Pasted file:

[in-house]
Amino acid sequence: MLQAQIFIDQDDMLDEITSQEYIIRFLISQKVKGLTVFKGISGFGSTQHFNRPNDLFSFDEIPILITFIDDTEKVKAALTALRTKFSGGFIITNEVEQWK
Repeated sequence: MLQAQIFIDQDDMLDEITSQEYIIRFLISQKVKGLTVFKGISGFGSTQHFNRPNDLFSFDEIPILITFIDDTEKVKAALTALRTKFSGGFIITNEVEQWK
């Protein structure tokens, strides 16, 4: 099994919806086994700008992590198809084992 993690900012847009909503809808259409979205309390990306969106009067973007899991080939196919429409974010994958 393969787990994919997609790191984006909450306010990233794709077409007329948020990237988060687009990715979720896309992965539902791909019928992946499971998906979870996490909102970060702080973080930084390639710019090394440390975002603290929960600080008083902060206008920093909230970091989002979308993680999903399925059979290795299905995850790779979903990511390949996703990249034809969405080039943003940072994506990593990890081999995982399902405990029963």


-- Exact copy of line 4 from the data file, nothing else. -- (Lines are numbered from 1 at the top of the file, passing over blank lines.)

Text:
């Protein structure tokens, strides 16, 4: 099994919806086994700008992590198809084992 993690900012847009909503809808259409979205309390990306969106009067973007899991080939196919429409974010994958 393969787990994919997609790191984006909450306010990233794709077409007329948020990237988060687009990715979720896309992965539902791909019928992946499971998906979870996490909102970060702080973080930084390639710019090394440390975002603290929960600080008083902060206008920093909230970091989002979308993680999903399925059979290795299905995850790779979903990511390949996703990249034809969405080039943003940072994506990593990890081999995982399902405990029963």